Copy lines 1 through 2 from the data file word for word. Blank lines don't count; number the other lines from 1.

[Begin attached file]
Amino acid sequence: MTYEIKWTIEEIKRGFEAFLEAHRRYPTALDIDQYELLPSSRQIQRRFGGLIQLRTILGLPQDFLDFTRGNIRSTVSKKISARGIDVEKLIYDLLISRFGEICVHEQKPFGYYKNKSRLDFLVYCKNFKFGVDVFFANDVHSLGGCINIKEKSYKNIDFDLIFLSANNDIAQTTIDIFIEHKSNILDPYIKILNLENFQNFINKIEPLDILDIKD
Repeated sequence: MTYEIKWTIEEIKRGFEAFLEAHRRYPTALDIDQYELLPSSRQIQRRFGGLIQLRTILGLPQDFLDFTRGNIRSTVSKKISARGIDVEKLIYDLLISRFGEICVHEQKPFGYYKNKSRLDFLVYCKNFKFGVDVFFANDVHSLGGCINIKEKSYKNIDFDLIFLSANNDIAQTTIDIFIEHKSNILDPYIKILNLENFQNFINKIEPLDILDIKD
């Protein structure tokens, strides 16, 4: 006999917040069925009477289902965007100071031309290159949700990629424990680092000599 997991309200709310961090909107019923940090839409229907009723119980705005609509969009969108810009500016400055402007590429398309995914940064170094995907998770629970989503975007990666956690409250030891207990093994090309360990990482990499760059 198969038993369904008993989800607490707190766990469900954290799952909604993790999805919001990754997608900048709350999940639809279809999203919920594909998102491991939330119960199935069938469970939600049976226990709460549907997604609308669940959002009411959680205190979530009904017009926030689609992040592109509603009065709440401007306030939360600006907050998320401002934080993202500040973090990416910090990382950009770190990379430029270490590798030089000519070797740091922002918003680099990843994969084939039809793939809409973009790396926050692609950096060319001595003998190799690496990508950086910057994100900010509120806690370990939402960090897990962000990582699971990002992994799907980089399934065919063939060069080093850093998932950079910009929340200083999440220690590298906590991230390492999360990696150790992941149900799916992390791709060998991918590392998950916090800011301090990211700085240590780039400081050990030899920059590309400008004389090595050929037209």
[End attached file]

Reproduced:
Amino acid sequence: MTYEIKWTIEEIKRGFEAFLEAHRRYPTALDIDQYELLPSSRQIQRRFGGLIQLRTILGLPQDFLDFTRGNIRSTVSKKISARGIDVEKLIYDLLISRFGEICVHEQKPFGYYKNKSRLDFLVYCKNFKFGVDVFFANDVHSLGGCINIKEKSYKNIDFDLIFLSANNDIAQTTIDIFIEHKSNILDPYIKILNLENFQNFINKIEPLDILDIKD
Repeated sequence: MTYEIKWTIEEIKRGFEAFLEAHRRYPTALDIDQYELLPSSRQIQRRFGGLIQLRTILGLPQDFLDFTRGNIRSTVSKKISARGIDVEKLIYDLLISRFGEICVHEQKPFGYYKNKSRLDFLVYCKNFKFGVDVFFANDVHSLGGCINIKEKSYKNIDFDLIFLSANNDIAQTTIDIFIEHKSNILDPYIKILNLENFQNFINKIEPLDILDIKD